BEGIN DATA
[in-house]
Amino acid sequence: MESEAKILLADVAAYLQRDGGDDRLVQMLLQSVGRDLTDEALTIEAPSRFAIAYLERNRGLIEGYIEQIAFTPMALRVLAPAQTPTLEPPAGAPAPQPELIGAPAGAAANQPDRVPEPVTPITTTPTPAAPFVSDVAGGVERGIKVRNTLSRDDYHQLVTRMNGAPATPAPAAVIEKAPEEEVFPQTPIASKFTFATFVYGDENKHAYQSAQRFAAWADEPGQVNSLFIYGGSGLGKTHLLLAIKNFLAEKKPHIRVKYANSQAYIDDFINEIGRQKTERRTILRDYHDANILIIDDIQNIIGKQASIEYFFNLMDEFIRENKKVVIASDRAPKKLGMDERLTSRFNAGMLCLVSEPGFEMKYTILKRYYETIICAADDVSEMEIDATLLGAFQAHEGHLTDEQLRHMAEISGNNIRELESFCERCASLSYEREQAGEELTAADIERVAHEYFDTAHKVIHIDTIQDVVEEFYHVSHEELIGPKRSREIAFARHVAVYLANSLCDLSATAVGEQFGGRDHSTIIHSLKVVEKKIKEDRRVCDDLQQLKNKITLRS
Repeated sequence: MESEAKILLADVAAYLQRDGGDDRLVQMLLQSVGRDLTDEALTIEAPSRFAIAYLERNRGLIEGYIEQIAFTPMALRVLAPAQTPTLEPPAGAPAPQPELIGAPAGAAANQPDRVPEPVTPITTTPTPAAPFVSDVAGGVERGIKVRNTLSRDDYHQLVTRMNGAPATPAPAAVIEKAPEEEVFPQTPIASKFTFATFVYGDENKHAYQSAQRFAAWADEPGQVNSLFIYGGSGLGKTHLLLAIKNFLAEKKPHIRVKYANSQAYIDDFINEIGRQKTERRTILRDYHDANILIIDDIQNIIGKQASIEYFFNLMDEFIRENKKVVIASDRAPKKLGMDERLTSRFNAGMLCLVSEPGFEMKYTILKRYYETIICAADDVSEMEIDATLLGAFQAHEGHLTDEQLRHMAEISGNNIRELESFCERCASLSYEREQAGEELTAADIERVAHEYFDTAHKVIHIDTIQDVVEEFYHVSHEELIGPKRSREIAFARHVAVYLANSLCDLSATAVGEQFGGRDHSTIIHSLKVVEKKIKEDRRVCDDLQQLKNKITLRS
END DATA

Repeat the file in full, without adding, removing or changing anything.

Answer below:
[in-house]
Amino acid sequence: MESEAKILLADVAAYLQRDGGDDRLVQMLLQSVGRDLTDEALTIEAPSRFAIAYLERNRGLIEGYIEQIAFTPMALRVLAPAQTPTLEPPAGAPAPQPELIGAPAGAAANQPDRVPEPVTPITTTPTPAAPFVSDVAGGVERGIKVRNTLSRDDYHQLVTRMNGAPATPAPAAVIEKAPEEEVFPQTPIASKFTFATFVYGDENKHAYQSAQRFAAWADEPGQVNSLFIYGGSGLGKTHLLLAIKNFLAEKKPHIRVKYANSQAYIDDFINEIGRQKTERRTILRDYHDANILIIDDIQNIIGKQASIEYFFNLMDEFIRENKKVVIASDRAPKKLGMDERLTSRFNAGMLCLVSEPGFEMKYTILKRYYETIICAADDVSEMEIDATLLGAFQAHEGHLTDEQLRHMAEISGNNIRELESFCERCASLSYEREQAGEELTAADIERVAHEYFDTAHKVIHIDTIQDVVEEFYHVSHEELIGPKRSREIAFARHVAVYLANSLCDLSATAVGEQFGGRDHSTIIHSLKVVEKKIKEDRRVCDDLQQLKNKITLRS
Repeated sequence: MESEAKILLADVAAYLQRDGGDDRLVQMLLQSVGRDLTDEALTIEAPSRFAIAYLERNRGLIEGYIEQIAFTPMALRVLAPAQTPTLEPPAGAPAPQPELIGAPAGAAANQPDRVPEPVTPITTTPTPAAPFVSDVAGGVERGIKVRNTLSRDDYHQLVTRMNGAPATPAPAAVIEKAPEEEVFPQTPIASKFTFATFVYGDENKHAYQSAQRFAAWADEPGQVNSLFIYGGSGLGKTHLLLAIKNFLAEKKPHIRVKYANSQAYIDDFINEIGRQKTERRTILRDYHDANILIIDDIQNIIGKQASIEYFFNLMDEFIRENKKVVIASDRAPKKLGMDERLTSRFNAGMLCLVSEPGFEMKYTILKRYYETIICAADDVSEMEIDATLLGAFQAHEGHLTDEQLRHMAEISGNNIRELESFCERCASLSYEREQAGEELTAADIERVAHEYFDTAHKVIHIDTIQDVVEEFYHVSHEELIGPKRSREIAFARHVAVYLANSLCDLSATAVGEQFGGRDHSTIIHSLKVVEKKIKEDRRVCDDLQQLKNKITLRS